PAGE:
History of Portsmouth Listens dialogues

Seventy-five adults meet with sixth graders. Sixth graders are amazed that adults will meet with them about school safety concerns. Adults are amazed to hear sixth graders articulate the issues. The dialogue resulted in a collaborative effort by children, parents and teachers to address bullying in city schools.
After the closing of one of four elementary schools, school populations were unbalanced with some elementary schools overcrowded, others underused. A dialogue with 105 residents resulted in 10 criteria for fair redistricting which guided a plan that won broad support and $2mm of bond-issue funding.
Based on the success of study circles in the schools, Portsmouth Listens was created to provide input to the city’s master plan. It was a time broad public input was vital, as the city was changing rapidly. More than 300 residents signed up to make a difference in the city’s future. Their deliberations presented a broad vision of a livable, walkable city in touch with its historic past, and operating in a sustainable way with its limited natural resources. Whole sections of the study circle reports (both vision and Phase II topical group work) were incorporated into the city plan.
After two committees proved unable to decide whether to renovate the historic Middle School on Parrot Avenue or build a green-field structure on open space near an estuary, Portsmouth Listens convened 135 residents in 14 study circles on the question. Shortly after the dialogue, the city voted to renovate instead of relocate, despite higher cost.
Portsmouth Listens convened 118 residents for a half-day dialogue using a “World Café” format. The process created an energized citizen group and identified the action areas going forward. A second round of full study circles on transportation, energy and other topics fleshed out the Sustainablity Plan, and resulted in a spin out group, the Porstmouth Sustainability Initiative, which took on a Sustainability Fair and education projects.
After a contentious 2010 recession-year budget in which lines of citizens waited until midnight to speak, Portsmouth Listens urged the city council to use deliberative dialogue for the FY12 budget. Though cool to giving up any of their budget-making perogatives, the council countenanced a dialogue if Portsmouth Listens sponsored it and provided city department heads to host a kickoff briefing. Citizens in study circles confronted the same choices between tax burden and services as city elected leaders. This dialogue included a mid-point night of dialogue between the study circles and councilors themselves. Citizens and councilors came to roughly the same conclusions and the budget process was less heated than the previous year.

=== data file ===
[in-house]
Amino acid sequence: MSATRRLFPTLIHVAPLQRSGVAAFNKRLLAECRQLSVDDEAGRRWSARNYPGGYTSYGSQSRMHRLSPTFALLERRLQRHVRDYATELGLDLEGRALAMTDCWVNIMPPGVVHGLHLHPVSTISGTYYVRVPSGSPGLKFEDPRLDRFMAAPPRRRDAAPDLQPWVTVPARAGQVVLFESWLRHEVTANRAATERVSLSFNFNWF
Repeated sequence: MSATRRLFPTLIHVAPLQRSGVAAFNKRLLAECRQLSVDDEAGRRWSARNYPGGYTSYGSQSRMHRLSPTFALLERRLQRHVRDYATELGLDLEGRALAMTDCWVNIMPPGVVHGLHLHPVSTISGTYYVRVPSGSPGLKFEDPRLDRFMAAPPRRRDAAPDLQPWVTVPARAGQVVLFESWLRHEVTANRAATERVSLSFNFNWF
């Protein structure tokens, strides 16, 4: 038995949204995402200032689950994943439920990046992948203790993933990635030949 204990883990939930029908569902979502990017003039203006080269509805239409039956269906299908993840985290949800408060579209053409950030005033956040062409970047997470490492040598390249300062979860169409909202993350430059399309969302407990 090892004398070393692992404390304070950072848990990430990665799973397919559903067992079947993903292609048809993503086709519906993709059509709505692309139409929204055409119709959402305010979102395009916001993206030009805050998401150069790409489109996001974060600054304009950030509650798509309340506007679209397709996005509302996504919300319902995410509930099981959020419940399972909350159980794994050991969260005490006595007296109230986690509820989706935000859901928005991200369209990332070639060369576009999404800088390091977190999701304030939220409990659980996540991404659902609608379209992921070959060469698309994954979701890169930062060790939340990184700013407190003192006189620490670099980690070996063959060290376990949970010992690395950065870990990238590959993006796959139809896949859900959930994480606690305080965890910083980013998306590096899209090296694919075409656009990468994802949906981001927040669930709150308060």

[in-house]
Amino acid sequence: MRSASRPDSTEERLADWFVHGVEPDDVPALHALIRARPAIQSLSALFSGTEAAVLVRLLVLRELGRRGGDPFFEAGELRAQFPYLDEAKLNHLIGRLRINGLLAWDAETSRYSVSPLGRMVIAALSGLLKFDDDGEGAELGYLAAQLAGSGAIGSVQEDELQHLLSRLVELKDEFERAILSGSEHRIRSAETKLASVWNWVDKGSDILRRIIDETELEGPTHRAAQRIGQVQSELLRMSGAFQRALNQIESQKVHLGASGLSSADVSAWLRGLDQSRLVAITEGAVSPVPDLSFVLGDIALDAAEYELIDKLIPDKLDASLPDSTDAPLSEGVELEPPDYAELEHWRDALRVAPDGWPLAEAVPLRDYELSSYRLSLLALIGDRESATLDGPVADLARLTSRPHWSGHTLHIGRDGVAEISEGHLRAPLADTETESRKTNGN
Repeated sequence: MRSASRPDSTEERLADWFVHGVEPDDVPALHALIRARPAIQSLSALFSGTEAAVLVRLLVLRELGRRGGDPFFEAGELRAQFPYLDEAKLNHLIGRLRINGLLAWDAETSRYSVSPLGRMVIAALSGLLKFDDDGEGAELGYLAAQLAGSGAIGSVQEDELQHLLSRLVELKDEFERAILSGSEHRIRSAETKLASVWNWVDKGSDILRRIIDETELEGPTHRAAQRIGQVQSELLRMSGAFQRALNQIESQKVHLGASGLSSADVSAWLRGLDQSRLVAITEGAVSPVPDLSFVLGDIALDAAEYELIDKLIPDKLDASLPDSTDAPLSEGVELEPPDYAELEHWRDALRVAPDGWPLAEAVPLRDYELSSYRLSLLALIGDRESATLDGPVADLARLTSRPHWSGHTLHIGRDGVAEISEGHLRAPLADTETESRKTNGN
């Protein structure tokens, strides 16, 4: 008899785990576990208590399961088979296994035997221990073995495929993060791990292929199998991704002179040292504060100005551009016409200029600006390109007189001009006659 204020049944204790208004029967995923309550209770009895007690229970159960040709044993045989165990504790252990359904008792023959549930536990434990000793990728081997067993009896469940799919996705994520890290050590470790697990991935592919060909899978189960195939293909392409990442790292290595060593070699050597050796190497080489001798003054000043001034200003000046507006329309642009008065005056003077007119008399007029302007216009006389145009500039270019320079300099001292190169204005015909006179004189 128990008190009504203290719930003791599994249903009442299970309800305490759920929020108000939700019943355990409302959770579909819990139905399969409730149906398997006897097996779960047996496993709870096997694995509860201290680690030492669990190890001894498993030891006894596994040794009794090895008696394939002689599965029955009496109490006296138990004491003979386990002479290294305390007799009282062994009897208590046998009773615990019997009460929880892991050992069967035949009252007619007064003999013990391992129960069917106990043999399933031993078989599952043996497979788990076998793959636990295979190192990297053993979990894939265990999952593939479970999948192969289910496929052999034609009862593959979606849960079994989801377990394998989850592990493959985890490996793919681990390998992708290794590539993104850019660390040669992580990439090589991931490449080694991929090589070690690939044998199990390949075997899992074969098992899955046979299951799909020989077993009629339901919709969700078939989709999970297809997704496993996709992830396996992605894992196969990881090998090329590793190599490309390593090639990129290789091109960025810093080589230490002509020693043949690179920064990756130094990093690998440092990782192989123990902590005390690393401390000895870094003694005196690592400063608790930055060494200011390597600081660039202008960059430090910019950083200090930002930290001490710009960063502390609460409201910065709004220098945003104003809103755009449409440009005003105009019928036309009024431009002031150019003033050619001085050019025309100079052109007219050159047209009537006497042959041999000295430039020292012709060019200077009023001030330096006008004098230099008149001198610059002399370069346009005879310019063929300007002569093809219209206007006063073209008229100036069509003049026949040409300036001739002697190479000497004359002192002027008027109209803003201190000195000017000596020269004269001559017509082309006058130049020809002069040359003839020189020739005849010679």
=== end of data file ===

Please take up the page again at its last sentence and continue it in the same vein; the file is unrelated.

Seventy-two residents along with Portsmouth High School students formed seven groups to review the city’s Blue Ribbon Transportation Plan. The study circles made recommendations for a sustainable, multi-modal transportation system that emphasized walking, biking and other non-automobile options. When city councilors asked, “where do these solutions work?” research study circles provided examples of successful transportation systems in small communities from around the world. The city adopted a Complete Streets plan, a pedestrian and bicycle master plan, and experimented with shuttle-bus satellite parking following the dialogue.
Every 10 years, the city planning board reviews and revises the Master Plan – a guiding document of what our community is, and what it wants to be in the future. This April and May, the city and Portsmouth Listens will convene study circles — small groups of 8-15 citizens – to deliberate on what worked and what didn’t work in our last plan, and what our city’s vision should be for 2025. The study circles will meet four nights (dates on right) and then present their findings to the planning board.
As the city develops, the Islington Street area could see the kind of rapid change that affected downtown. The city sanctioned Portsmouth Listens to hold small-group dialogues on the proposed West End zoning ordinances. The groups presented reports of their discussion directly to the City Council as part of the public input process. The  study circles had vigorous neighborhood participation, creating a vision for the area’s future — its scale, livability and creative vitality — for years to come as part of the city’s Master Plan. Each group met for two hours once a week for four weeks in February.